One of the most interesting vendors to cover is undoubtedly Salesforce. Siebel was the early originator of CRM, but Salesforce has redefined the category as well as make it viable, and it seems like Salesforce is just getting started.
Salesforce is a deceptively large company. With easy to sign up and use service, relatively transparent pricing and application trials, it’s easy to forget Salesforce is one of the larger enterprise software vendors, and with 10,000 employees and with their rate of growth, while already big they are destined to become one of the giants in the enterprise software space.
Salesforce has performed several acquisitions, but unlike most other software vendors that we have tracked, these acquisitions have been strategic rather than just buying customers or covering up for innovation deficiencies. Some of the acquisitions, such as the functionality that is currently referred to as Chatter (from GroupSwim in 2009) are critical components to Salesforce today.
Salesforce has developed experience in managing one of the most significant enterprise software cloud applications in the world as measured by both the numbers of users who log in per day and the degree of usage.
Quality of Information Provided
The quality of sales information provided by Salesforce has declined in the past few years. The company’s sales vision is getting ahead of its ability to execute as many within Salesforce see the salespeople having too much control over the company’s direction. Salesforce has always had that problem (CEO Marc Benioff, is, of course, ex-Oracle), but is now more pronounced as more ex-Oracle salespeople have been hired, and the Oracle Sales Model has been increasingly adopted. We have access to how salespeople at Salesforce are trained and compensated, and it is a perfect model for the dissemination of false information.
Consulting and Support
We rate Salesforce as above average in consulting as below average in support. Salesforce has the benefit of having few of its implementations performed by the major consulting companies. Salesforce implements too quickly, and no major consulting company could make enough money from them to “recommend” them as a solution.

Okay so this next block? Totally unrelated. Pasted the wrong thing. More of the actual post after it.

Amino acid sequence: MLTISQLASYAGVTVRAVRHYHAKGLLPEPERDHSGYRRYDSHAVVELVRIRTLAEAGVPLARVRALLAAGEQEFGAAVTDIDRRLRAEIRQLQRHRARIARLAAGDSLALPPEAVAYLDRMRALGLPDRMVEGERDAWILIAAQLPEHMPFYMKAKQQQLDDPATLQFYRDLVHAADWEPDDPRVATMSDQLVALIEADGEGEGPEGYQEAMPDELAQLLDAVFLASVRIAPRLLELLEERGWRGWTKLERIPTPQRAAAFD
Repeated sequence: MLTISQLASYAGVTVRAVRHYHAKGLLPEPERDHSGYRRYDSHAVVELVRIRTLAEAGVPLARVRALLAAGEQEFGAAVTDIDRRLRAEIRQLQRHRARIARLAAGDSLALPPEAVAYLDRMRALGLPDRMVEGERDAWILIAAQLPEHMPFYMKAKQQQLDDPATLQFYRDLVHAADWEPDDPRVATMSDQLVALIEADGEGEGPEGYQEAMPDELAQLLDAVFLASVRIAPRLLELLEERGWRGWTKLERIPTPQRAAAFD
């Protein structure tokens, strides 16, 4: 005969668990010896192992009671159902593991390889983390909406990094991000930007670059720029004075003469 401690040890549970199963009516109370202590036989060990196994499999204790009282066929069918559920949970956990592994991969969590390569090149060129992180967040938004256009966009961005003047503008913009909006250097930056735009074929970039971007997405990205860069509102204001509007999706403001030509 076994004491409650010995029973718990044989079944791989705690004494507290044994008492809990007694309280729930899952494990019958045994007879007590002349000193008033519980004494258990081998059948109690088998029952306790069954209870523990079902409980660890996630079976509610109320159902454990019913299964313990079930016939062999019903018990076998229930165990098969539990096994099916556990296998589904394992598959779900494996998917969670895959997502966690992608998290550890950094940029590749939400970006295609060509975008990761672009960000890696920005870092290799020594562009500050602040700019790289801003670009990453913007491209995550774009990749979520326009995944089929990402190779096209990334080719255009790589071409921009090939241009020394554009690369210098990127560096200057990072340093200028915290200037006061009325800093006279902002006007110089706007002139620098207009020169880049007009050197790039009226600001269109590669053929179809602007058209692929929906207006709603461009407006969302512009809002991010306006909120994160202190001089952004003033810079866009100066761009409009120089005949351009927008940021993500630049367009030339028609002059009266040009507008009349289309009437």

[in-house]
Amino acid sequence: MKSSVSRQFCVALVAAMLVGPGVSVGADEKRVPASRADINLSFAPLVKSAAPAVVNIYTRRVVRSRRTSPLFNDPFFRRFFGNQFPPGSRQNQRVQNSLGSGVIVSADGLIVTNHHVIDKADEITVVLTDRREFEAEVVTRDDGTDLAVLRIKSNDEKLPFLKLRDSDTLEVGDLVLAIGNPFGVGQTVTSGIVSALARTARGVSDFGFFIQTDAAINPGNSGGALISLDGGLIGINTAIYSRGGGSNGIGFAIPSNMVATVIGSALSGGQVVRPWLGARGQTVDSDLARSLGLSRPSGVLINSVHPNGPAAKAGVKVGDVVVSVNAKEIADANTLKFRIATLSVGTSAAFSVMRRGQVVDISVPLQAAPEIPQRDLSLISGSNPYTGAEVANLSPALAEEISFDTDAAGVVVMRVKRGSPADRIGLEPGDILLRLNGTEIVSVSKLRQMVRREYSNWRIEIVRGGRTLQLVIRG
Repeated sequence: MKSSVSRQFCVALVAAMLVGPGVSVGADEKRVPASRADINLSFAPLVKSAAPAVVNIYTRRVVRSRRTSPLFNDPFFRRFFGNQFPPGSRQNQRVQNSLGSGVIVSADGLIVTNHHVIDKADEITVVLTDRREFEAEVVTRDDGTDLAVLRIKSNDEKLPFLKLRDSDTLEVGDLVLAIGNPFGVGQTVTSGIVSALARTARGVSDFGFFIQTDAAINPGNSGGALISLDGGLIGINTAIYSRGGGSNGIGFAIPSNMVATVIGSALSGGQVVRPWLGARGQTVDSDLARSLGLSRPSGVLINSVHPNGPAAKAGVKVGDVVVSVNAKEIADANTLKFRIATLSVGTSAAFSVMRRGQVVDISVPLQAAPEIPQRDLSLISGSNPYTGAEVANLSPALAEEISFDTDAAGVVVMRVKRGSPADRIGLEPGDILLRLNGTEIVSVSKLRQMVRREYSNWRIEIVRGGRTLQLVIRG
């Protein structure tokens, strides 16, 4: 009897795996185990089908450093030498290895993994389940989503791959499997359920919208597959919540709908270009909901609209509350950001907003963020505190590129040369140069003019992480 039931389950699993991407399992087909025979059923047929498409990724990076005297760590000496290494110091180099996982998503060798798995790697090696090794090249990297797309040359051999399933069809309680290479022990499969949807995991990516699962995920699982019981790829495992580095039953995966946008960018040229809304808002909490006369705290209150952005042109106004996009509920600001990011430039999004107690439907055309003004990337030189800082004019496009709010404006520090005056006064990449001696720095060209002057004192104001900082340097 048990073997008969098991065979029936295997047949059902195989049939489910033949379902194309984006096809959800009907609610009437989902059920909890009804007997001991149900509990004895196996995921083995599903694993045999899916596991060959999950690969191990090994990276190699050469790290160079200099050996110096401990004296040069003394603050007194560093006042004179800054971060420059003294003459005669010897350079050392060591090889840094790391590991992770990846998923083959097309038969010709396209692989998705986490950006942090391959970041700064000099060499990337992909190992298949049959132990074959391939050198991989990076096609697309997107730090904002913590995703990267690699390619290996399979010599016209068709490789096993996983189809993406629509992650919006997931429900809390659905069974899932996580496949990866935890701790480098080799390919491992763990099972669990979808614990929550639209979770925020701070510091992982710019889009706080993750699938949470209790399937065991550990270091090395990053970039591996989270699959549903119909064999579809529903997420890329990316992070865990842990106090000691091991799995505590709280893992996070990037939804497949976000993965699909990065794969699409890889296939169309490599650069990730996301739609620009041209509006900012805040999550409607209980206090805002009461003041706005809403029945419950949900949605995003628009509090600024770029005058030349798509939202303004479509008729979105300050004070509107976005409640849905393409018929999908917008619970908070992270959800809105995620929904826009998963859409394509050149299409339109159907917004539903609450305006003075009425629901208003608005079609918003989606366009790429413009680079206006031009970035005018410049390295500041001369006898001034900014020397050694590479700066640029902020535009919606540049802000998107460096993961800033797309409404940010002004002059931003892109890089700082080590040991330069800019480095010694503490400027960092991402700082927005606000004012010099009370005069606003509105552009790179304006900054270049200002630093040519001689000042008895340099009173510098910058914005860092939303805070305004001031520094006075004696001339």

Salesforce is rapidly calcifying, and this is why we have assigned it a Current Innovation Level several points lower than it historical innovation level – necessarily Salesforce is going through its innovation lifecycle faster than most other companies due to its growth. Also, the success of Salesforce has lead to Harvard MBA Syndrome (HBS). Salesforce today, has significantly weaker management than the Salesforce of 5 years ago with more Oracle Sales Model influence (forcing short-term decision making) with fewer technologists. Due to all of this, Salesforce’s internal efficiency now only moderate. As is usually the case when a large number of ex-Oracle employees move to a new software vendor, the amount of politics, backbiting and tedious sales meetings has drastically increased leaving many of the earlier Salesforce employees feeling disenfranchised. For years, Salesforce marketed itself as the anti-Oracle, the “cuddly” enterprise software company that was going to break the rules, and now they are changing into Oracle.
Salesforce is an innovative company in application platform development, which is in part masquerading as an innovative company in applications. We have tested multiple Salesforce applications and have not been impressed by any of them. However, their Force.com and the AppExchange is undoubtedly innovative.
When one looks at Salesforce from the outside, there seems to be a bright future, but when looking at Salesforce from the inside, it shows all the signs of a company whose best days are already behind it. At least from an innovation perspective, while their revenue should thrive for some time.
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The Necessity of Fact Checking
We ask a question that anyone working in enterprise software should ask.
Should decisions be made based on sales information from 100% financially biased parties like consulting firms, IT analysts, and vendors to companies that do not specialize in fact-checking?
If the answer is “No,” then perhaps there should be a change to the present approach to IT decision making.
In a market where inaccurate information is commonplace, our conclusion from our research is that software project problems and failures correlate to a lack of fact checking of the claims made by vendors and consulting firms. If you are worried that you don’t have the real story from your current sources, we offer the solution.